I’ve been fighting with my best friend. Over our two decades of friendship it has happened a handful of times — conflict, hurt feelings, angry words, the silent treatment, and ultimately wondering if the friendship is forever broken, or not worth the pain it causes in these times of disconnect.
When it’s happening I think I’m right. She thinks she’s right. Just as in Parsha Korach, we were like Korach and the Israelites in their uprising against Moses and Aaron, asking the two leaders the age-old question “Why do you raise yourself above us (me)?”
Throughout the process, I felt anger, judgement, jealousy, indignation and….and…and. All the stuff that comes up for me when we find ourselves in this place of struggle together. The difference this time around, unlike previous “fights” we have had, was that I had recently developed a meditation practice. Now, all the energy I spent thinking, processing, and obsessing about the situation was an opportunity to practice my evolving skill of mindfulness.
Still, during the time that my friend and I were in conflict, I alternatively wished it wasn’t happening, that I could make it go away, that I wasn’t “wasting” so much time thinking about it, and that I could just put it — and all the uncomfortable feelings it evoked — out of my mind.
On several occasions we made attempts to connect and work through the conflict, but different styles of conflict resolution kept us apart. One of us wanted to rehash all of the details that got us in the situation, the other wanted to apologize and agree to disagree. Once agin, like in the Parsha when Moses sent for the two sons of Eliab but they would not come, neither of us would put aside our visions of how to move forward, so we both couldn’t show up the way the other needed us to.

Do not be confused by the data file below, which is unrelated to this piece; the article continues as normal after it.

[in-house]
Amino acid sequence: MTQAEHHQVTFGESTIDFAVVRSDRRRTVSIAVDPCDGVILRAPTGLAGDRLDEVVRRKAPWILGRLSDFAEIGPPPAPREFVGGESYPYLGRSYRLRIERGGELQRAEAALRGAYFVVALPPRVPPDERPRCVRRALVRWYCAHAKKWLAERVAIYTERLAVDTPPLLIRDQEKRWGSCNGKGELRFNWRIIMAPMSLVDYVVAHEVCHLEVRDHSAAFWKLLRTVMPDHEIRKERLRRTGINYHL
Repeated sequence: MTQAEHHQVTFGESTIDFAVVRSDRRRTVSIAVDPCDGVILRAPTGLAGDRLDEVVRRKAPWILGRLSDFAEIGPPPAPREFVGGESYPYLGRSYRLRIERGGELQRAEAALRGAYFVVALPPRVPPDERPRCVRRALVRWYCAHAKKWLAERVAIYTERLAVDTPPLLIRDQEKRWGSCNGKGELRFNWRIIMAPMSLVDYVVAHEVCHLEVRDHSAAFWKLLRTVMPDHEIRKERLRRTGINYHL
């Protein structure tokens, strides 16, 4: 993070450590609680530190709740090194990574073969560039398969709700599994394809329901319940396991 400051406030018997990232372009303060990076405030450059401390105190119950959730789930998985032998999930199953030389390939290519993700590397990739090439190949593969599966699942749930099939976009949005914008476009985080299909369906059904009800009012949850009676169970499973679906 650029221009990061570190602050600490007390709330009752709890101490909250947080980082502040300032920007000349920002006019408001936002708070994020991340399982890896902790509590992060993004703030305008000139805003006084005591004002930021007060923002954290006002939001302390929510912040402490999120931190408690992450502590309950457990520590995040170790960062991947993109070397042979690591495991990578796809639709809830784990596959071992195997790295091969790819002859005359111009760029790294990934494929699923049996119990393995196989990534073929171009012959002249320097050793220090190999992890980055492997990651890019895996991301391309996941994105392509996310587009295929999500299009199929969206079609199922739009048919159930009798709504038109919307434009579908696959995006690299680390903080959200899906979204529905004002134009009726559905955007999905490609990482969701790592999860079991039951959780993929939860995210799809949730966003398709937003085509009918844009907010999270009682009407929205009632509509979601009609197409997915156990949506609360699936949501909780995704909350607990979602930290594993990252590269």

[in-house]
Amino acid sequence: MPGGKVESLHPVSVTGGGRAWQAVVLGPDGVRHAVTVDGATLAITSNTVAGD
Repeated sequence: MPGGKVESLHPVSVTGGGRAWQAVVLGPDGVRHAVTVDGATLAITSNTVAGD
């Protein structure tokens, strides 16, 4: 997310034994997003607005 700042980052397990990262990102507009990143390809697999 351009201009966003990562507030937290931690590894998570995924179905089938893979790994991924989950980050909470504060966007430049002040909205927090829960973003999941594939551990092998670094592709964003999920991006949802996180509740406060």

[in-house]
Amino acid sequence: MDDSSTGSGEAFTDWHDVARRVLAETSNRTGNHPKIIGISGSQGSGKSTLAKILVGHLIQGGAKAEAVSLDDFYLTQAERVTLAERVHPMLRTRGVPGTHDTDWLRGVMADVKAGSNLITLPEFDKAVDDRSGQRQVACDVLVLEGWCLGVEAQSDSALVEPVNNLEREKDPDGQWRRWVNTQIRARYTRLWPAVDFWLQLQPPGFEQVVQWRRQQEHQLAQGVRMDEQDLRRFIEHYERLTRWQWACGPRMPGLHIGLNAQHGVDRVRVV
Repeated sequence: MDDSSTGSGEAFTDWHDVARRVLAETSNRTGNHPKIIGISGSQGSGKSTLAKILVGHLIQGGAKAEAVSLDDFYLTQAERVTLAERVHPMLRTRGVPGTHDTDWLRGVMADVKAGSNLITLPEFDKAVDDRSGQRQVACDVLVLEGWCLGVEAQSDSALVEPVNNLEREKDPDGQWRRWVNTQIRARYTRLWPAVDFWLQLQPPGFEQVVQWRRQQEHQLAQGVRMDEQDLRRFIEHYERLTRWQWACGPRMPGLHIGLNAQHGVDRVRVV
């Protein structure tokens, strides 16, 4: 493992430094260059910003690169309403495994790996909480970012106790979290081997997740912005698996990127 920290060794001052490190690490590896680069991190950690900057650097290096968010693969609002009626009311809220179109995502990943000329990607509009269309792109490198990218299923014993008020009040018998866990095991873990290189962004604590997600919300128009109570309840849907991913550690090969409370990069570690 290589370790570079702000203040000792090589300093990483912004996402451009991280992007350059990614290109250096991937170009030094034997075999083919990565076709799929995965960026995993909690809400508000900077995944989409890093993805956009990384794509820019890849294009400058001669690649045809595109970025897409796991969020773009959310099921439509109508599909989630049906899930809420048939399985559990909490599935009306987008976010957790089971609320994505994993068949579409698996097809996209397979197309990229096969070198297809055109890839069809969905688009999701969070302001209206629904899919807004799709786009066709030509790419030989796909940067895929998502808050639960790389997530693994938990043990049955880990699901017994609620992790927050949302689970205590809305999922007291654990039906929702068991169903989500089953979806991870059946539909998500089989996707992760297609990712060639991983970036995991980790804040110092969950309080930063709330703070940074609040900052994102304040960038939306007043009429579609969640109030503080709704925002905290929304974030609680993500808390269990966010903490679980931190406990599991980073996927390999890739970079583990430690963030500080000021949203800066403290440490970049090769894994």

It was through my readings and practice of meditation and mindfulness where I found other insights that suggested an alternative approach to dealing with the suffering I was experiencing.
Rabbi James Jacobson-Maisels writes: “How is the practitioner of a spiritual path to react to the trails and tribulations of life? In particular, how does the practitioner respond to those forces which seem to oppose her on her path?….Hasidism offers a distinctive approach to this problem, an approach which counsels the practitioner that rather than battling to overcome these forces of opposition, these demands, the path of wisdom is to invite the demons in.”
Invite them in!! Wait! What!! I had been so busy judging myself as being too sensitive and too scared to contemplate a self-compassionate response to the endless emotional roller coaster I was riding.
Rabbi Jacobson-Maisel goes on to write: “Terror, fear, anger, hatred, self-doubt, desire, jealousy, pride, and shame are unavoidable aspects, unavoidable demons, on any true path of transformation. The Besht, and the Hasidic movement he spawned, present a unique answer to this question, founded on a notion on what we might call — borrowing a phrase popularized by author Tara Brach — “radical acceptance.” For Hasidism, demons are overcome precisely through their embrace, transformation is achieved through acceptance, and transcendence comes through fully embodied presence.”
Rabbi Shelia Peltz Weinberg puts it this way: “Like everything else, restlessness (or anger and hurt in my case) is a composite, a series of thoughts, feelings and sensations. Because we believe it to be something solid, it has a great deal of power over us. When we stop resisting and simply allow it to move through us with mindful attention, we can see how transitory and insubstantial the state actually is.”